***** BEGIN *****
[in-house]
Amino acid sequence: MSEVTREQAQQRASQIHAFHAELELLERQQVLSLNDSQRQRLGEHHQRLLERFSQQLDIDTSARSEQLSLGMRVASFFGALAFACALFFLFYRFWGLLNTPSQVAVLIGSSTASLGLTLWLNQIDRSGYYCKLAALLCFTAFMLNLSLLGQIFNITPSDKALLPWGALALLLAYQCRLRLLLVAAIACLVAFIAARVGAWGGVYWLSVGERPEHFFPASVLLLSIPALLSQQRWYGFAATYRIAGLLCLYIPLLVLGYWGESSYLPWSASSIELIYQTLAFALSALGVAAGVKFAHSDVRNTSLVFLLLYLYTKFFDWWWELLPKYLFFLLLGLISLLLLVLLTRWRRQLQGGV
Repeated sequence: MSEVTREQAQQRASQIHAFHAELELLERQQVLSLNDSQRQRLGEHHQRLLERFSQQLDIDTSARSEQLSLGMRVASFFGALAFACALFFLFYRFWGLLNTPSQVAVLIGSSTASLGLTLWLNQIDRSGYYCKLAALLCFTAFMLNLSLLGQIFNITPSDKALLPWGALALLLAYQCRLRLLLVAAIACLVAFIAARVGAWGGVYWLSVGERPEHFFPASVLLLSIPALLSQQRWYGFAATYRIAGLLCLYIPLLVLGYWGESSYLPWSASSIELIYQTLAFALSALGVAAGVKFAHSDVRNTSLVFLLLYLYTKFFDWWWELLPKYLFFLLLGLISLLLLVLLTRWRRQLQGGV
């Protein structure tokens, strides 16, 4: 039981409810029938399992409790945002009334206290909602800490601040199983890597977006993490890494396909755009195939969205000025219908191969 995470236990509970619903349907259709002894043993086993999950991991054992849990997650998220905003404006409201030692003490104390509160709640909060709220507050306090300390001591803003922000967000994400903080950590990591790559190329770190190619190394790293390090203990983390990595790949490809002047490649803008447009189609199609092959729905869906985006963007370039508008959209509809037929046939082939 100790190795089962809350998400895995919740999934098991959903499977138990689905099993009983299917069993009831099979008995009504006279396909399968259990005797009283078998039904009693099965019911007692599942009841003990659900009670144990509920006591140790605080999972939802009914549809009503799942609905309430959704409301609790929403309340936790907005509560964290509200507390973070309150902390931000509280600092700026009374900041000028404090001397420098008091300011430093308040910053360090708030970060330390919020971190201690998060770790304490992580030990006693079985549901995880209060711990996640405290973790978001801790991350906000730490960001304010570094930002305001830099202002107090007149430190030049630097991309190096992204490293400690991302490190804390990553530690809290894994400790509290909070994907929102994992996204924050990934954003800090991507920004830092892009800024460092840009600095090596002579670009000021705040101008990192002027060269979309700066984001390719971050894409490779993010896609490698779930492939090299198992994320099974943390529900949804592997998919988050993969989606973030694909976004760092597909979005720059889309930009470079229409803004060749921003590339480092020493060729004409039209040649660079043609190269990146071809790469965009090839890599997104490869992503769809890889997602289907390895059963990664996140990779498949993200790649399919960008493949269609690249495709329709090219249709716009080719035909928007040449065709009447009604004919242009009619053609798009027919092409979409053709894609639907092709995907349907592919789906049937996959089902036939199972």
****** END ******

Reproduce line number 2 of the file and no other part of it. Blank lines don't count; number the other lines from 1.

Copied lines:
Amino acid sequence: MSEVTREQAQQRASQIHAFHAELELLERQQVLSLNDSQRQRLGEHHQRLLERFSQQLDIDTSARSEQLSLGMRVASFFGALAFACALFFLFYRFWGLLNTPSQVAVLIGSSTASLGLTLWLNQIDRSGYYCKLAALLCFTAFMLNLSLLGQIFNITPSDKALLPWGALALLLAYQCRLRLLLVAAIACLVAFIAARVGAWGGVYWLSVGERPEHFFPASVLLLSIPALLSQQRWYGFAATYRIAGLLCLYIPLLVLGYWGESSYLPWSASSIELIYQTLAFALSALGVAAGVKFAHSDVRNTSLVFLLLYLYTKFFDWWWELLPKYLFFLLLGLISLLLLVLLTRWRRQLQGGV